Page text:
Women (or lack thereof?) in the folk music scene
This was in yesterday’s Guardian: https://www.theguardian.com/music/2017/jan/25/women-challenge-scottish-folk-scene-macho-image?CMP=twt_a-music_b-gdnmusic
I thought the writer made some salient points. Trad music, at least in Scotland, remains a male dominated activity — not just at the professional level, but even at sessions with mostly amateur players. Now and then the gender balance is 50/50, or once in a blue moon you will have a female dominated session, but I can’t honestly remember when that last happened to me.
The writer of the Guardian piece suggested that there is more of an appetite in the industry for "masculine" trad music, fast, driving, aggressive; she quoted Simon Thoumire saying some odd things, like, "Maybe. Maybe it’s an animalistic thing. Maybe we [men] want pounding stuff because instinctively we should be out hunting,” and Donald Shaw saying some odder things: “if a woman straps on an electric guitar, is she genuinely absolutely comfortable when she starts sweating?”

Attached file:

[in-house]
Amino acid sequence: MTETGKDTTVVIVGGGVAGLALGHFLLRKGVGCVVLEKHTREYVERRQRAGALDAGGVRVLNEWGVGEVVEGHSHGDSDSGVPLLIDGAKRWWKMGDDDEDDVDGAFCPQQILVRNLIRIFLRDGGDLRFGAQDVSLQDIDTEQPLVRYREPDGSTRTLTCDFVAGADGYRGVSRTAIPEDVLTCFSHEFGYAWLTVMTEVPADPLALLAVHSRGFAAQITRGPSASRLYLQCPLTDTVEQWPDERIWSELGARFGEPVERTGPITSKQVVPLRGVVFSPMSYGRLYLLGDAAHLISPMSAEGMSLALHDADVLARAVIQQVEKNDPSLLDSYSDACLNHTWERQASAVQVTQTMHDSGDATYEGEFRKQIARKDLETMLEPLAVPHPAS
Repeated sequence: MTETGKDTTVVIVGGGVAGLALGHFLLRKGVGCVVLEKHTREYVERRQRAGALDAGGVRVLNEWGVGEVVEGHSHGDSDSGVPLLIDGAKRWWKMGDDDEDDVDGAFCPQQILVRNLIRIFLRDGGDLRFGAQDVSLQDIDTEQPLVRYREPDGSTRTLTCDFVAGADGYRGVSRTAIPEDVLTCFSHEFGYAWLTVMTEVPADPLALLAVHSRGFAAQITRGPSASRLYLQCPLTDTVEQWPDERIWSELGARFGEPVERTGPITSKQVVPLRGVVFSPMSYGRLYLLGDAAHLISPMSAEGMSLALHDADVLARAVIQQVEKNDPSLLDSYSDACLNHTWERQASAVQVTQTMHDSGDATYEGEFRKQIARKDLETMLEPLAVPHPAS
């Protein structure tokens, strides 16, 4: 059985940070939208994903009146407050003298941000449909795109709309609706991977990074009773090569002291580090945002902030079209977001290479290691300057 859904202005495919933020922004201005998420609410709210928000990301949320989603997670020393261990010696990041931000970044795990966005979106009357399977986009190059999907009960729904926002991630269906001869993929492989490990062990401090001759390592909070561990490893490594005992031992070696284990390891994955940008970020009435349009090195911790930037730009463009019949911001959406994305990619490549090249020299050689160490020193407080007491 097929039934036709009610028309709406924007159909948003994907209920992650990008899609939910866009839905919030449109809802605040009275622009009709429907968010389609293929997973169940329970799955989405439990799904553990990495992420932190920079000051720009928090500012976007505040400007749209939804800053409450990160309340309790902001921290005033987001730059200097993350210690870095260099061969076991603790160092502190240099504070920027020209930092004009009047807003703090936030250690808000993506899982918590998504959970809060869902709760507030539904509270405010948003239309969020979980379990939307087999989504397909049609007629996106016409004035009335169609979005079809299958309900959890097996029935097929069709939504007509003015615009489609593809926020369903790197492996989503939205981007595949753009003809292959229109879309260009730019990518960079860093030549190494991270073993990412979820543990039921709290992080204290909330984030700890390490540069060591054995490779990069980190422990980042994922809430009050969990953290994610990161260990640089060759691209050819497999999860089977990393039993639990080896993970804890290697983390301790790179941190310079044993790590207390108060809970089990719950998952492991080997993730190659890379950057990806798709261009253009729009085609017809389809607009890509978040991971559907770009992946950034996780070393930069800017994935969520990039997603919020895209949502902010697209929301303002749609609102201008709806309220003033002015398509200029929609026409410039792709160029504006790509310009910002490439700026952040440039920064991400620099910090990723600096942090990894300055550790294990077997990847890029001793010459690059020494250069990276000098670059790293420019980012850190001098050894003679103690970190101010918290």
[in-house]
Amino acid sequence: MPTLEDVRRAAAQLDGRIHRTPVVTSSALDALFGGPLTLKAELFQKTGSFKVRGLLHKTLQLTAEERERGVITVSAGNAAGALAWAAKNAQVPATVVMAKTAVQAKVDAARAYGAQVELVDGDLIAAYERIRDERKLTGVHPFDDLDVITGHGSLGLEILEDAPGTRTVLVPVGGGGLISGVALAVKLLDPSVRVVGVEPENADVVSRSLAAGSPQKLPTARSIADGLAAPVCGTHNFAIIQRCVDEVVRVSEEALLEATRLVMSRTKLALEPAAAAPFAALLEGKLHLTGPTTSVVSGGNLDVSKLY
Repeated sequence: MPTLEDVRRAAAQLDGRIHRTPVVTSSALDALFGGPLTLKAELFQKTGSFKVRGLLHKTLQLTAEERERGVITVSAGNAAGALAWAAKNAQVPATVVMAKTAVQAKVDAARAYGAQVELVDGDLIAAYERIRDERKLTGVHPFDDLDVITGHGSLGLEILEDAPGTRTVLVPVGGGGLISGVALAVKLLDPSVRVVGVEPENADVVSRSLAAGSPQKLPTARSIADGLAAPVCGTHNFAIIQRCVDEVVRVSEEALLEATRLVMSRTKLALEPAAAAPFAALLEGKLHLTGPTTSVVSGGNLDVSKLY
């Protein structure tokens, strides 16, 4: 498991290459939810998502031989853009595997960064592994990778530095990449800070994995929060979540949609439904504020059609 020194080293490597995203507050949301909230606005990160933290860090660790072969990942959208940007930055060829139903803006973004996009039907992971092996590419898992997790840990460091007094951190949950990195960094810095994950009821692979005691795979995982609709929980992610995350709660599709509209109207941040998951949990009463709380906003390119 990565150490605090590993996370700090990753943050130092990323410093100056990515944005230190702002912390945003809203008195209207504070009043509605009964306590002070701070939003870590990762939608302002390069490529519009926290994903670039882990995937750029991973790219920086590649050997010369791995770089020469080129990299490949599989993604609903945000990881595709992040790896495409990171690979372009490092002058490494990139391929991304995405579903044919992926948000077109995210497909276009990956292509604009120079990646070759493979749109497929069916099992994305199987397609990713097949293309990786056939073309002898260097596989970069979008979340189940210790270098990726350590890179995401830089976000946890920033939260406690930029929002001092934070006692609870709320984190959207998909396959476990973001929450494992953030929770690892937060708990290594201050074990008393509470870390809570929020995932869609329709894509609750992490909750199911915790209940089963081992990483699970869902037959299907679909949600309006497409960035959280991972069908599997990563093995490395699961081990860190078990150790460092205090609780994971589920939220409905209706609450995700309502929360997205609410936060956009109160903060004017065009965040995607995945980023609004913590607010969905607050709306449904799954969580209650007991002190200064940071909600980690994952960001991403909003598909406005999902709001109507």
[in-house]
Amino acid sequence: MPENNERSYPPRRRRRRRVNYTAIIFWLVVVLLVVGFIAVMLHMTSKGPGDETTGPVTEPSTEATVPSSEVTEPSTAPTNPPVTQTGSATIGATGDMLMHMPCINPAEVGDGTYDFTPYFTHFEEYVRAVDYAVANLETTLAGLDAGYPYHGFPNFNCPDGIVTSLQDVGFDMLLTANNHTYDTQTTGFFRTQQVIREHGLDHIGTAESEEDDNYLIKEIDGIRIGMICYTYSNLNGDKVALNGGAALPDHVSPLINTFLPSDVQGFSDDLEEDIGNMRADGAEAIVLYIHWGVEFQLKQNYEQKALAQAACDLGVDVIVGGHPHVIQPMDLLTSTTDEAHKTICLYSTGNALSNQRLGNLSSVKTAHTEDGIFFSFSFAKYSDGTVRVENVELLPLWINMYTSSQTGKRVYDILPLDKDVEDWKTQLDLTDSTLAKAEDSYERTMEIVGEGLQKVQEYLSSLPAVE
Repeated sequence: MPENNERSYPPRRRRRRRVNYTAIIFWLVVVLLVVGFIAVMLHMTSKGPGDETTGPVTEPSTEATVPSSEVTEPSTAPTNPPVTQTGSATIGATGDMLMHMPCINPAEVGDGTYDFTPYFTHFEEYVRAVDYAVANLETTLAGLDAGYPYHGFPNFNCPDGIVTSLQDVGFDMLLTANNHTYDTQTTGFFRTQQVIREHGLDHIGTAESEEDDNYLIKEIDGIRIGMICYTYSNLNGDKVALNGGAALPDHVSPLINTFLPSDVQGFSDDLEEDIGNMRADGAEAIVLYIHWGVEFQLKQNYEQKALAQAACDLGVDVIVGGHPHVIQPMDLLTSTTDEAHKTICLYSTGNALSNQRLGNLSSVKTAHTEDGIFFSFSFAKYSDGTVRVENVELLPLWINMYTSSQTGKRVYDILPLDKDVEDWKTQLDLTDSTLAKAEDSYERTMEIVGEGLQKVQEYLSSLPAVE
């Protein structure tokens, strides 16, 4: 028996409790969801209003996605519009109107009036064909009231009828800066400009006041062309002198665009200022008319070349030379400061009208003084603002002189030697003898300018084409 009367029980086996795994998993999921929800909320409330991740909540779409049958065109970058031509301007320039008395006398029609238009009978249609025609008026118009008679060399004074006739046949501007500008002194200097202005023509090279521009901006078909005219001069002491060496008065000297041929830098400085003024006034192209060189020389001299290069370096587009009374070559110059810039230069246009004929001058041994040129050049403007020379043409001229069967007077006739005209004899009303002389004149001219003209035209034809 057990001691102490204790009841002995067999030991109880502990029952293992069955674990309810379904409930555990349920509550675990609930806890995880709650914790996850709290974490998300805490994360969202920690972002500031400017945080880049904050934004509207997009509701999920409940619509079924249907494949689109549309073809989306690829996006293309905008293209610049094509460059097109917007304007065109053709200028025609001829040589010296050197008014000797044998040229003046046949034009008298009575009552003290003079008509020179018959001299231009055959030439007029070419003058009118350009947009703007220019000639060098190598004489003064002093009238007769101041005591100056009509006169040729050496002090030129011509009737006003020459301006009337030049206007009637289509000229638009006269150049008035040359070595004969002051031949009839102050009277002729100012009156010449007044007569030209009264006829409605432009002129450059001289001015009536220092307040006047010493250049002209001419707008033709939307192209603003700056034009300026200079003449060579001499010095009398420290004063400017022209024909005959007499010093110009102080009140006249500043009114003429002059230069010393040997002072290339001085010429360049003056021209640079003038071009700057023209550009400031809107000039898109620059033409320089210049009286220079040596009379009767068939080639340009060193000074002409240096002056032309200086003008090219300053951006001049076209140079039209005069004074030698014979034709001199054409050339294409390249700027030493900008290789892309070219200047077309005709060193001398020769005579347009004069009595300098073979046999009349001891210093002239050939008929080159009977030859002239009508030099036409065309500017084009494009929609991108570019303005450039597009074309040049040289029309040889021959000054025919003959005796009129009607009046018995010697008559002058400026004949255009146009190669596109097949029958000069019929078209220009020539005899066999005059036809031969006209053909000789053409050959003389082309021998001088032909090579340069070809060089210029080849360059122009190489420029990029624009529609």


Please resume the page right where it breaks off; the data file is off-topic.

I’ve met great female players who can play aggressive, driving music, but there are less of them at the top, getting the same number of well publicized gigs, awards, recognition, as male musicians (tune players — like Molleson said in the article, singers are in a different ball game). Are those qualities in a female instrumentalist not rewarded to the same degree? If a female musician dressed in black leather like the Treacherous Orchestra lads, would it be recieved in the same way? Are there less women playing in that style? Are less women putting themselves out there for the awards, etc? And the notion of the drink-fueled cock-size competition doesn’t answer the question of why sessions in general — at all levels — have a male majority.
Anyway, thought I’d throw it out to the Mustard Board crowd. Like the old days.